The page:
Iceland—with its active volcanos and glaciers—is a dream destination for photographers, outdoors enthusiasts and anybody choosing to eschew traditional beachside vacations for a little more adventure. We were recently among those aforementioned types, as we joined Luminox and the Icelandic Search and Rescue (ICE-SAR) team for the launch of their ICE-SAR Arctic 1000 series—a collection designed for an elite group who live in accordance with the motto: “every second counts.”
With a permanently illuminated dial, the ICE-SAR Arctic series is the ideal watch for members of Iceland’s Search and Rescue team as they focus on sea, snow and land rescue missions—for visitors and citizens. Made from carbonox and patented Luminox light technology, this watch was put to the test as we embark on two days of rescue missions across the land of fire and ice.
We’re joined by globally renowned British polar expedition leader and explorer, Alex Hibbert, on our mission. In addition to having broken world records for polar journeys through some of the world’s most treacherous terrains, Hibbert also used the ICE-SAR services—during his own expedition through Iceland which went wrong. Needing to be rescued from a glacier absolutely taught Hibbert a few lessons, and he says, “If you have a tough experience, own it and learn from it.”
One mistake often made by many—explorers or not—is trying to remain in control of everything in their lives. “Keep space in your head for dealing with the big issues by letting go of the small things,” he says. And, as our lesson in search and rescue gets closer, Hibbert offers another piece of advice: “Honestly identify skills that you lack, and find a team that fills those gaps. Learn from your team and offer them your skills and expertise.” It’s these very lessons that have helped keep him alive as he continues to forge ahead into sparsely populated areas of the globe.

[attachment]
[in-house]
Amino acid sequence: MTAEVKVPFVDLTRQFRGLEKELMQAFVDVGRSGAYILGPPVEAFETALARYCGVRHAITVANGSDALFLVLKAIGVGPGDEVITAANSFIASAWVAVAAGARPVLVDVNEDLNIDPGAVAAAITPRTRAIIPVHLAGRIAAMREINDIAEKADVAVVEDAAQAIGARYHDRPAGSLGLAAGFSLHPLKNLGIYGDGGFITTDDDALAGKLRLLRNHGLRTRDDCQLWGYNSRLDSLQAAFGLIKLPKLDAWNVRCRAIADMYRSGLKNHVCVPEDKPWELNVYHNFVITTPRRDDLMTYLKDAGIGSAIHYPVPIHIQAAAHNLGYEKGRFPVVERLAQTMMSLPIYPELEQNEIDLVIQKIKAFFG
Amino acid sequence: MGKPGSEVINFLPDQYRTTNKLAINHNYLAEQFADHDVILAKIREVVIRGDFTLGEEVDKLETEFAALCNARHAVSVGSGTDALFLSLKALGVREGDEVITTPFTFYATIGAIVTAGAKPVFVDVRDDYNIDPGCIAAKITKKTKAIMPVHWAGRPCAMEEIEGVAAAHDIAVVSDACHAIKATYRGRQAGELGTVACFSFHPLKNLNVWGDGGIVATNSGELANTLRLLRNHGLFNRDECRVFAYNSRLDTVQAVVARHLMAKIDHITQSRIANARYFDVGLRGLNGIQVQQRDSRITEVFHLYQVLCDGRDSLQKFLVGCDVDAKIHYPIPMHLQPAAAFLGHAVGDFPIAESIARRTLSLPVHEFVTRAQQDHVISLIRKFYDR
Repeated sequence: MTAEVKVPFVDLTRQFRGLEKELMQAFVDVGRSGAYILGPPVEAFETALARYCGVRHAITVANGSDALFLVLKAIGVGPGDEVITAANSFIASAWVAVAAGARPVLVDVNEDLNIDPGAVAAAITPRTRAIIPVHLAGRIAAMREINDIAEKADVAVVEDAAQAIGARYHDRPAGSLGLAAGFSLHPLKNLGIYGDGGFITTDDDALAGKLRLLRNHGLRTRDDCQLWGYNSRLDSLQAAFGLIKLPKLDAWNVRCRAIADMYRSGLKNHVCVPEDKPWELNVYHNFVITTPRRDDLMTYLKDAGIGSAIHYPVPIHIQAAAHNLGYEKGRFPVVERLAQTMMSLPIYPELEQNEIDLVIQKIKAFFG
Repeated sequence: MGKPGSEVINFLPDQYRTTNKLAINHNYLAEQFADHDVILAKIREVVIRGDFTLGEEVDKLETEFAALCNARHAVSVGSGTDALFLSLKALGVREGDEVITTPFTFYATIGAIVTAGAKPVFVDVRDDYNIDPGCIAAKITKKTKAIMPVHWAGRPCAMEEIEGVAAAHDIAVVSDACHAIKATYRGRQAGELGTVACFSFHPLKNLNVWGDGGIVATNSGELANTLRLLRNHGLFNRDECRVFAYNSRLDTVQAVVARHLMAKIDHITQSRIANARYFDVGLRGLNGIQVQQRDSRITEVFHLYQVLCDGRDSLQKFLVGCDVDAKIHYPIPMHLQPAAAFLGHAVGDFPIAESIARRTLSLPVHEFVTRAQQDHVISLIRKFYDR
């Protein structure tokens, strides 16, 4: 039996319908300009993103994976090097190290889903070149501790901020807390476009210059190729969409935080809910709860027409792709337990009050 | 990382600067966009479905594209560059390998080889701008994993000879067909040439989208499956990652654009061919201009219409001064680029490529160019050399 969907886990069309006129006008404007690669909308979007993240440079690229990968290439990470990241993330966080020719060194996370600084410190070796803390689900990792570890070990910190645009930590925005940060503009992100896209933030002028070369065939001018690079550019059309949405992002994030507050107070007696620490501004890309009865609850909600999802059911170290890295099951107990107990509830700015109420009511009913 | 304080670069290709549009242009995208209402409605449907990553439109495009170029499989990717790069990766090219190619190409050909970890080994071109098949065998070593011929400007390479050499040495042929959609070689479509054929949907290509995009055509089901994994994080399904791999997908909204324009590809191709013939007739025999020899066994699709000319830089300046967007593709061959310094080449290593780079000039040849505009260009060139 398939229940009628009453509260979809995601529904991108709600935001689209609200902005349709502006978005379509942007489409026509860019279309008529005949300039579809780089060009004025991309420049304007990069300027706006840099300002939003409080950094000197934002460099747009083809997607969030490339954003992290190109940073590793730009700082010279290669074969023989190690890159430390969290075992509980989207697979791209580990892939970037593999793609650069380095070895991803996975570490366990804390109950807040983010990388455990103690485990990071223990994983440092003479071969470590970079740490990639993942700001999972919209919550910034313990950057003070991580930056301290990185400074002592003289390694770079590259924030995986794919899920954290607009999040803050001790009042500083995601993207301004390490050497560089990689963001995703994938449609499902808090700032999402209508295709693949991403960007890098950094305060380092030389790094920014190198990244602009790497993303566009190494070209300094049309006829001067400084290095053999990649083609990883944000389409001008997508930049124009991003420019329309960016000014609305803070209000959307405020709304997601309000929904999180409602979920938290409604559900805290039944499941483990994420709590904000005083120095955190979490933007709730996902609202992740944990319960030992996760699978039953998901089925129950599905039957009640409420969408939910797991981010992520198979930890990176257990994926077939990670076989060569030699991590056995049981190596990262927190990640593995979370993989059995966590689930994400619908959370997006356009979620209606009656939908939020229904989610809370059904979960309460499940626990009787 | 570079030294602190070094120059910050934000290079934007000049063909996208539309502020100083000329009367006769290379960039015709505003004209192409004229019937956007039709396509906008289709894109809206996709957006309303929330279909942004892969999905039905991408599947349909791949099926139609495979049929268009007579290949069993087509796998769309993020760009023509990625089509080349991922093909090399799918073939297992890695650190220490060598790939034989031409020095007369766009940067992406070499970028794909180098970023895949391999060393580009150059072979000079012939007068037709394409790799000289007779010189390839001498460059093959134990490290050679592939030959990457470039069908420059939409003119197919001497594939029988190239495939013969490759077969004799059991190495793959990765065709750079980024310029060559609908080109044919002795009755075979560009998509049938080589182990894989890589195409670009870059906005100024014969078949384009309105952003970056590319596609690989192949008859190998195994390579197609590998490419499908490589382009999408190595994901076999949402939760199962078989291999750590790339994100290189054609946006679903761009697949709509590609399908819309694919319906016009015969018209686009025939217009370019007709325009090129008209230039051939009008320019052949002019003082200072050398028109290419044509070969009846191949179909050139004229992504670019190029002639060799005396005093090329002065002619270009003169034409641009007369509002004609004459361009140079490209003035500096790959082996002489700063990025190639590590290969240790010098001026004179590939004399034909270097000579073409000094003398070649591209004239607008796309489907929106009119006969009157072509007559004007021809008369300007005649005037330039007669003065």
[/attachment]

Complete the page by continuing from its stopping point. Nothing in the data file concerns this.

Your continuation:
With all of this in mind, we find ourselves in an actual Icelandic rescue boat, going out into the Greenland Sea. While the ice-cold waves are breaking in our faces, Hibbert straps us into a harness, “Make sure you’ve practiced your art/profession/specialization endlessly and be familiar with your gear. This means you find the pressure of the day-to-day comfortable, and have coping headroom for when it all goes wrong and you need to stay clear and calm.” Firmly strapped in, now we won’t fall off the boat and become one of the people we’ve set to rescue.
As waves break against our rescue vessel and bodies shift around, it’s immediately clear how people can find themselves in trouble out on these waters. We watch ICE-SAR members rescue those in need from the water, and once everybody’s safe, we head back to shore.
Back at base, we dry off and get ready for our land rescue. Hibbert and ICE-SAR members debrief on what occurred and what’s to come. Next, we’re told how important it is not only to check equipment, but also to assess what’s necessary. If we’re carrying or wearing anything that’s not essential, we’re asked to remove or change it. Hibbert explains that if you’re not constantly optimizing, you run the risk of getting too comfortable and that’s where mistakes tend to happen.
Our last location—the land rescue station where ATVs are aplenty—looks like we’ve landed on a different planet. Dressed in bright orange safety suits and helmets, we pair off to ride the ATVs, tour the surroundings and see past crash sites. It’s here that Hibbert offers his final piece of advice: always leave a little time (especially during the hectic preparations for a trip or event) to be screen-free and undistracted. This, he explains, will give your brain the time to be creative and solve problems it wouldn’t even think of when overstimulated. With that, he puts on his helmet, boards his ATV and begins to forge the path ahead. It’s as though he has purposefully left us (screen-free, of course) to consider how we can make every second count.